Professional musicians often spend much of their lives on the road performing in concert venues around the globe. Amid the hectic travel schedules, rehearsals, practice time and adjustments to a different time zone, culture and climate, regular routine is sacrificed. We ask our guest artists to share what pre-concert rituals help keep them grounded. Here is what Patricia Kopatchinskaja who will perform with us in Fischer conducts Beethoven’s Fifth had to say about her pre-concert ritual.
The performing artist has to present a work of art. Her duty is to give this work the maximum of impact. To achieve this, the performer has to channel all her energies, all her talents, power, and personality into this performance. One could say that the performer has somehow to ‘become’ the piece.
Of course, the performer has to know the piece: its score, its history. She has to have the technique ready, which is the task of a lifetime. But most important is to carry in her heart and mind — her very personal and unrepeatable vision of the piece.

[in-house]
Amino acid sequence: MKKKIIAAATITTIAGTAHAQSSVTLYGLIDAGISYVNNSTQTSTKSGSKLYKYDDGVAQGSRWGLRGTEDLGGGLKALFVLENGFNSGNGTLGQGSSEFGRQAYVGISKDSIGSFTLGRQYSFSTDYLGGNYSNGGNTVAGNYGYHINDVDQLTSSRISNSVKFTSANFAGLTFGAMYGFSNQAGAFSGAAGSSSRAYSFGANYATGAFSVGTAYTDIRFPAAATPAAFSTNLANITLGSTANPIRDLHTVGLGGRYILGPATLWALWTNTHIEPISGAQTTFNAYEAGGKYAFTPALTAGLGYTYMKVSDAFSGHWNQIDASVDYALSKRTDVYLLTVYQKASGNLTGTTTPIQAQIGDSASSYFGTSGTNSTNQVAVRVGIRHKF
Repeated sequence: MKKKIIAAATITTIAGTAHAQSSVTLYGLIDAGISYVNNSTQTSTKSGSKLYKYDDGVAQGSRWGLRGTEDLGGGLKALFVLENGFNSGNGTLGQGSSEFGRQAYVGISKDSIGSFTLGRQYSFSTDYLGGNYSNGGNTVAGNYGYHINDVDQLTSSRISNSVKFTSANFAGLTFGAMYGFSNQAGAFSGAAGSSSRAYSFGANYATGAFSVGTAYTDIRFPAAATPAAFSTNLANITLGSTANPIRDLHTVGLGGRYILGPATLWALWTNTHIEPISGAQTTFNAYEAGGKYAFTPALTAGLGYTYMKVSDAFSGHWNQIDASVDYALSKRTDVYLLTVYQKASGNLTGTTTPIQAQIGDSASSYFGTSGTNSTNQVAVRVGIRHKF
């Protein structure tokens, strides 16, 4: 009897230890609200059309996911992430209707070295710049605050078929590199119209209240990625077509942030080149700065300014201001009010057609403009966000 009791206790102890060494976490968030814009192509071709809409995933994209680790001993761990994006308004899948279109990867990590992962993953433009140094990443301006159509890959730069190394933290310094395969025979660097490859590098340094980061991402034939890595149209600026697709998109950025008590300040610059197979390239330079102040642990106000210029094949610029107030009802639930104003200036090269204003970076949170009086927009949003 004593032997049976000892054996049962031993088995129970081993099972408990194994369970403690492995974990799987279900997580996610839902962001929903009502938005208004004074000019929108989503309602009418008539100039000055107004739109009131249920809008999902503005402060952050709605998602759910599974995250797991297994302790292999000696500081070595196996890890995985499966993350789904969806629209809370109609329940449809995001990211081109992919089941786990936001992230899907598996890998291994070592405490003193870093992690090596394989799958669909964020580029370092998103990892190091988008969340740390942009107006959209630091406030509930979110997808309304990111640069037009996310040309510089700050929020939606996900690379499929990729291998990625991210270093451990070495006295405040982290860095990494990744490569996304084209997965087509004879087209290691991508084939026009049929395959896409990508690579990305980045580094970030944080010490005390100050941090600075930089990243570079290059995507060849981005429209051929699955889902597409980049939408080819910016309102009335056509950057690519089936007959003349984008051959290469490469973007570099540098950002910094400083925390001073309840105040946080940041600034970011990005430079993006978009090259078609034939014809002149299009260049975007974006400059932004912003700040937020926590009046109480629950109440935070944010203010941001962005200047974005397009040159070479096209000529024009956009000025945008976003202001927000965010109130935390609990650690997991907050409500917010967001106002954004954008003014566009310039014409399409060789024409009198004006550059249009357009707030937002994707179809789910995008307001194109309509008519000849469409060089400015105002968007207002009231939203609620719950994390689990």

On performance day I try to avoid any distraction: no telephones, no visits, no interviews, no photo sessions, no bad news. On a nice day after breakfast I might jog outside for half an hour and then I might practice perhaps for half an hour, but one never should expend too much energy because it will be needed in the evening. The most important is the nap in the afternoon. There will perhaps be a stage or a microphone rehearsal but normally I just stay in the artist room and concentrate. I cannot eat before concerts, but I need half a banana and something to drink. And then I am ready for battle…
See what else Patricia had to say about her work here.